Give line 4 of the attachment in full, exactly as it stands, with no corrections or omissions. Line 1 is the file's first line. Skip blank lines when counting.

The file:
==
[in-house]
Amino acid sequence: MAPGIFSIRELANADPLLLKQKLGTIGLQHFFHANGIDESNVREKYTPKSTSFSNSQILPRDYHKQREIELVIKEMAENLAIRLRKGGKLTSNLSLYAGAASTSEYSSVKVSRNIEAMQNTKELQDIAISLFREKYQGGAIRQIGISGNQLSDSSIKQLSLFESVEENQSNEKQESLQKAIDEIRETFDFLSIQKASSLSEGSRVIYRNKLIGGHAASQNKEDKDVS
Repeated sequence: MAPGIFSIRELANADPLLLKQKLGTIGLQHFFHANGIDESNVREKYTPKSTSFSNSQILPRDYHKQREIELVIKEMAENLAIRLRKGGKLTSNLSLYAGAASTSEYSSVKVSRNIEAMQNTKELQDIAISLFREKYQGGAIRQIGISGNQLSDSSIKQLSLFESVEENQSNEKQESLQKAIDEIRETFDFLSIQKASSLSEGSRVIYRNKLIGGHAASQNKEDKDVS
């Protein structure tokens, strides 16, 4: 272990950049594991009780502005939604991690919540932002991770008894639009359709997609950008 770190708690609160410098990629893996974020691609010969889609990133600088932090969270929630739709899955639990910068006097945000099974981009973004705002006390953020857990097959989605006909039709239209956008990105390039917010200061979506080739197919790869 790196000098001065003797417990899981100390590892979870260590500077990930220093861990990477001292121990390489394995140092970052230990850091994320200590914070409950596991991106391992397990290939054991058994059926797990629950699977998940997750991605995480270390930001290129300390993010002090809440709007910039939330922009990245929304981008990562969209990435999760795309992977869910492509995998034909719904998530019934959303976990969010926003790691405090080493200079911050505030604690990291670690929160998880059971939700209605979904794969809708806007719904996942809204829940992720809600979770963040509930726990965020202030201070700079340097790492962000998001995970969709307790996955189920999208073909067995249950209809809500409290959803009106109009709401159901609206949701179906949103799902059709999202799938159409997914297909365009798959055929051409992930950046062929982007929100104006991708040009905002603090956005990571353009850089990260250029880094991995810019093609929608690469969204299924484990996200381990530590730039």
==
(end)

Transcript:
């Protein structure tokens, strides 16, 4: 272990950049594991009780502005939604991690919540932002991770008894639009359709997609950008 770190708690609160410098990629893996974020691609010969889609990133600088932090969270929630739709899955639990910068006097945000099974981009973004705002006390953020857990097959989605006909039709239209956008990105390039917010200061979506080739197919790869 790196000098001065003797417990899981100390590892979870260590500077990930220093861990990477001292121990390489394995140092970052230990850091994320200590914070409950596991991106391992397990290939054991058994059926797990629950699977998940997750991605995480270390930001290129300390993010002090809440709007910039939330922009990245929304981008990562969209990435999760795309992977869910492509995998034909719904998530019934959303976990969010926003790691405090080493200079911050505030604690990291670690929160998880059971939700209605979904794969809708806007719904996942809204829940992720809600979770963040509930726990965020202030201070700079340097790492962000998001995970969709307790996955189920999208073909067995249950209809809500409290959803009106109009709401159901609206949701179906949103799902059709999202799938159409997914297909365009798959055929051409992930950046062929982007929100104006991708040009905002603090956005990571353009850089990260250029880094991995810019093609929608690469969204299924484990996200381990530590730039």